In 4-Way, 2-Pack, Adler & Edmark (Christopher Adler and Alison Edmark) with Earl Gravy (Emma Kemp and Daniel Wroe) collaboratively turn an unoccupied commercial space into the game of telephone featuring humorous sculptures and amusing installations. All works are related by virtue of being each other’s source material. The empty property has been divided into seven rooms, cramming 23 exhibits.
Individually, design and craftsmanship appear to be the least of concern. Objects are understood merely as sorry surrogates for a myriad of ideas. Collectively, the works come together to form one big interesting family of misfits. Youthful vibes triumph. The energy is reminiscent of the jubilance once felt in Chinatown’s hay day. The implied narrative is that whatever goes. Possibilities are endless; only slightly hampered by the unintelligible command of material mastery.
Though the sum is more thrilling than its parts, a few stand out. 3D rendered floating rocks spin endlessly to Euro techno in Rock Video. The sheer absurdity of treating these “rock” stars as desirable objects of consumption hilariously perform and entertain — the whole three minutes flash by and you are ready for the next loop. By the TV monitor sits Tile Piece. 64 Lackluster tidy white tiles are mounted on a square MDF panel fitted with a drain and a PVC pipe. The juxtaposition of these rocks and tiles create a jaded showroom atmosphere, echoing the desolate state of affairs of the downtown building in which the exhibition is housed.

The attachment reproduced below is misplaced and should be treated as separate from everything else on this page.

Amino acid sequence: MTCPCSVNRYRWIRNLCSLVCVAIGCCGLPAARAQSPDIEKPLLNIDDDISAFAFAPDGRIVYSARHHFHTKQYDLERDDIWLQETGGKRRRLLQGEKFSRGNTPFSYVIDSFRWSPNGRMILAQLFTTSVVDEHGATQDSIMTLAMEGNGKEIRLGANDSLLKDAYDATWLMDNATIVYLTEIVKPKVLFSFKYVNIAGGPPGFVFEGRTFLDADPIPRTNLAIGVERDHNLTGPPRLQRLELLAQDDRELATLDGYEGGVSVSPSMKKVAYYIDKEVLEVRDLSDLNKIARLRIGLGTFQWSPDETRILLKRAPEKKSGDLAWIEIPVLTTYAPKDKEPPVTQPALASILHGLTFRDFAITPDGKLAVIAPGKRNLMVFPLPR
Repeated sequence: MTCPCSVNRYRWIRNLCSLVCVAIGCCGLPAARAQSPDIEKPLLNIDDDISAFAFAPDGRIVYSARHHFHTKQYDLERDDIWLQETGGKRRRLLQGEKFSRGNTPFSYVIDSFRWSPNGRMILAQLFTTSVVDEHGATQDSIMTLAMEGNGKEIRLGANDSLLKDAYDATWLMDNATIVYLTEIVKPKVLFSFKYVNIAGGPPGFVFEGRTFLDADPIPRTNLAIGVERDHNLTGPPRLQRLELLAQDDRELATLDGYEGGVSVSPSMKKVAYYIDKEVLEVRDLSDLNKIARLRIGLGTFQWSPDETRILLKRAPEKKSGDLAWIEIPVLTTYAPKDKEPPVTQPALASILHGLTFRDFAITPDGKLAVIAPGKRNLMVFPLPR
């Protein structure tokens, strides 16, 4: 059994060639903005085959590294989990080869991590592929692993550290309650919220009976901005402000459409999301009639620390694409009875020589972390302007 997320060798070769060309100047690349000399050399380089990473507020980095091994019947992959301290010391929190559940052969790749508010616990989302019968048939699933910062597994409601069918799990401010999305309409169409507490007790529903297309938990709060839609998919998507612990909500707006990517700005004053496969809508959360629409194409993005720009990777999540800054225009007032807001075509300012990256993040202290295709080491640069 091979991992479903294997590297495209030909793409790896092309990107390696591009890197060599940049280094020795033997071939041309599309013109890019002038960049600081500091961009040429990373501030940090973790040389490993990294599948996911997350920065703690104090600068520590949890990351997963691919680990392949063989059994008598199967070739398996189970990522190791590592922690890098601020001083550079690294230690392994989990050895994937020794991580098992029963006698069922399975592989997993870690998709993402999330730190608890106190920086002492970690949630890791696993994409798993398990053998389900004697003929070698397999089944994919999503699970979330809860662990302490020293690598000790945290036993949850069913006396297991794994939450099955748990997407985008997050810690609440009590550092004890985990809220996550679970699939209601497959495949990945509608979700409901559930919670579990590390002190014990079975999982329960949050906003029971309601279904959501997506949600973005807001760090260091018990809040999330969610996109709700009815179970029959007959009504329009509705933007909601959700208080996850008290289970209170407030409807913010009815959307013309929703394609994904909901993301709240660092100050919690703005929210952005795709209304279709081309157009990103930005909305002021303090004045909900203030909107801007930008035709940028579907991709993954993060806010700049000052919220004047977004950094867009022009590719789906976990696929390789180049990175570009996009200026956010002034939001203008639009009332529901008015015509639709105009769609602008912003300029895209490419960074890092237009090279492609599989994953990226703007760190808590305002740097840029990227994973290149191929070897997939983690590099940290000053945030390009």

In another room, a pool ladder coated in safety vest orange hangs over the wall. Removed from the poolside, Ladder becomes a useless form without function. Yet, its uniform, smooth surface looks surprisingly handsome and sophisticated. A stark contrast is observed on the spackle-covered outer layer of So Seemingly Open/The Dream of an Ideal Paste. A narrow rectangular structure stands on the floor. It opens on one side, revealing the claustrophobia-inducing inner sanctuary with pastel mint walls. There is a lemon as its sole occupant. The presence of something deeply profound is almost felt, but the white blue lights from cheesy LED lamps quickly nullify such suspicion.
The fun continues to unfold as viewers travel from room to room while attempting to connect the dots between each work in a linear, successive manner. Instead of straightforward answers, however, the web of interconnectedness starts to take shape. Evolution is not the order. The relationship is messy, as all relationships are.
All images by author for editorial purposes only.